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Advanced SQL Tutorial
This advanced SQL tutorial focuses on the design of more complex SQL statements and the strategies
available for implementing them, it concentrates on sub queries and joins because they are often inter-
changeable, and views because these are useful for hiding the complexity of queries involving sub-queries
and joins.
As this is an advanced tutorial there is some consideration of performance issues, but this aspect is more
thoroughly explored in our series on Oracle performance tuning.
You might also be interested in our
beginner's SQL tutorial
, our
PL/SQL tutorials
Part 1 of this advanced SQL tutorial (this tutorial)
introduces sub-queries and looks at non-correlated sub-
Part 2
 looks at the use of sub-queries.
Part 3
 looks at nested sub queries, sub-queries in the from
clause and sub-queries that return no rows.
Part 4
 of this tutorial covers correlated sub-queries.
Sub Queries
There are two types of sub query: correlated and non-
correlated. The difference between them is that a correlated
sub query refers to a column from a table in the parent
query, whereas a non-correlated sub query doesn't. This
means that a non-correlated sub query is executed just once for the whole SQL statement, whereas
correlated sub queries are executed once per row in the parent query.
In this tutorial we’ll look at non-correlated sub queries. See
advanced sql tutorial part 4
correlated sub queries.
Sub queries are also known as nested queries) and are used to answer multi-part questions. They are often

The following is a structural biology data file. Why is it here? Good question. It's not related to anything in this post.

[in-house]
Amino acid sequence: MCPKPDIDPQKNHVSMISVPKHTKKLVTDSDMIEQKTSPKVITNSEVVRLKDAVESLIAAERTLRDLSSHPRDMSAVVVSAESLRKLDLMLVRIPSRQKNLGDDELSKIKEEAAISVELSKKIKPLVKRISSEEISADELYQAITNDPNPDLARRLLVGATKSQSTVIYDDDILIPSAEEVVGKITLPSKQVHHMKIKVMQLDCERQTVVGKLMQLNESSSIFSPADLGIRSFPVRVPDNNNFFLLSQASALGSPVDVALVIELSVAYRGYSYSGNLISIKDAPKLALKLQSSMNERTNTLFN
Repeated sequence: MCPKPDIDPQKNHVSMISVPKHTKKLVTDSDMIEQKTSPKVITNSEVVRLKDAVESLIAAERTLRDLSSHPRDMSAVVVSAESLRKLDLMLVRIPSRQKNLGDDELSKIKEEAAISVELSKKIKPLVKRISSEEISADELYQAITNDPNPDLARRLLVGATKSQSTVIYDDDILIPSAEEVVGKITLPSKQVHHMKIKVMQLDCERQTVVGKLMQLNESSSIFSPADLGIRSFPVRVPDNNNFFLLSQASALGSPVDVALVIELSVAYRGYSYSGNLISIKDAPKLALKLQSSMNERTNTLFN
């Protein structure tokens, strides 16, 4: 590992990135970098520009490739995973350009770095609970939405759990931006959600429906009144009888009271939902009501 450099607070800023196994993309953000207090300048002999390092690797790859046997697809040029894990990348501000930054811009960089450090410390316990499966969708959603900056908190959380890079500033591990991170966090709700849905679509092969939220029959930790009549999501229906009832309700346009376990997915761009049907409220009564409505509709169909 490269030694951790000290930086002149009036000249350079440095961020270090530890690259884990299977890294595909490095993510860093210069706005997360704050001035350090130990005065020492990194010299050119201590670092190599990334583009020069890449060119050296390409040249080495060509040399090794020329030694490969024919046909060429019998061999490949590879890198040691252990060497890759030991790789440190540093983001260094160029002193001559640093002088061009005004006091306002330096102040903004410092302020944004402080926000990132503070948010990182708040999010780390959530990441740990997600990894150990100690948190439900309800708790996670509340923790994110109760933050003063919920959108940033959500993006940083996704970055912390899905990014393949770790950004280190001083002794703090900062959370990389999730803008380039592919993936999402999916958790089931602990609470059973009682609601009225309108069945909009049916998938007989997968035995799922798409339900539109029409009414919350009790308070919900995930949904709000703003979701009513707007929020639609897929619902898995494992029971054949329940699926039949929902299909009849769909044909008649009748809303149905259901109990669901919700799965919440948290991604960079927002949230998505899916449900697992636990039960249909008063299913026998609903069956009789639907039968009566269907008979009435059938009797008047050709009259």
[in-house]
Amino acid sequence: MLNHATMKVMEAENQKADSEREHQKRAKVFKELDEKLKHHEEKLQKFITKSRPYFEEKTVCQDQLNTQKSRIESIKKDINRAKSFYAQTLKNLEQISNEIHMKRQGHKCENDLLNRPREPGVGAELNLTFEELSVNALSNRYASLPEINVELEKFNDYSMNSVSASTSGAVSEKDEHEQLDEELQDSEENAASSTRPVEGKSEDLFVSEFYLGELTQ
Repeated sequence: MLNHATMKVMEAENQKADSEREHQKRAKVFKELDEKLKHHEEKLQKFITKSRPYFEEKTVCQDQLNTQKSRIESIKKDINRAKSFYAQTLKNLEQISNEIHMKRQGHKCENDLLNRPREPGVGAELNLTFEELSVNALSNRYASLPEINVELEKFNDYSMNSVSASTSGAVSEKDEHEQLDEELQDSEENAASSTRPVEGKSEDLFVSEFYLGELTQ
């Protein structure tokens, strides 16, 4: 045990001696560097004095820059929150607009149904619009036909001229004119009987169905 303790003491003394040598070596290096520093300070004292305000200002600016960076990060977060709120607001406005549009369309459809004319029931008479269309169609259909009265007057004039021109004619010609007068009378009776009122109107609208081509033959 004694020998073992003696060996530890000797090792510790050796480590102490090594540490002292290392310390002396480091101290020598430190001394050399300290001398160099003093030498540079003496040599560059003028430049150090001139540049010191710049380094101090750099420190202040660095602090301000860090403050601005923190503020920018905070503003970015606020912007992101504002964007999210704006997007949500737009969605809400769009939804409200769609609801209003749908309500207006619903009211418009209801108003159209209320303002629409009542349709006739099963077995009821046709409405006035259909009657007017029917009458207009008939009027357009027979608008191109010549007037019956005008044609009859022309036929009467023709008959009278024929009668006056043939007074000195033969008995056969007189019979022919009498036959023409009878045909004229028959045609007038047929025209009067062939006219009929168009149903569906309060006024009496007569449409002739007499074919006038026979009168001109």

interchangeable with joins and the Oracle optimiser may well treat a sub-query exactly as if it were a join.
Let’s take the trivial example of finding the names of everybody who works in the same department as an
employee called "Jones" to illustrate this.
We can write the SQL for this in 2 ways - as a sub query:
SELECT name FROM emp WHERE dept_no =
(SELECT dept_no FROM emp WHERE name = 'JONES')
or as a join by joining the emp table to itself:-
FROM    emp e1, emp e2
WHERE e1.dept_no = e2.dept_no
AND      e2,name = 'JONES'
With the first example we have to be careful to ensure that the subquery return no more than one row,
otherwise Oracle will generate an exception at run time. To be safe we can  change "=" to "IN" as shown in
this next example.
SELECT name FROM emp WHERE dept_no IN
(SELECT dept_no FROM emp WHERE name = 'JONES')
for such a simple query like this there would be very little difference in terms of performance of the SQL as
a subquery or as a join, but with more complex queries there could well be performance implications.
For this reason it is always worth trying a few variations of the SQL and examining the execution plans
before deciding on a particular approach, unless they're very simple queries.
Learn more about
Oracle performance tuning here
Continue this
Advanced SQL tutorial
 and learn more about non-correlated sub-queries or see
about correlated sub queries.
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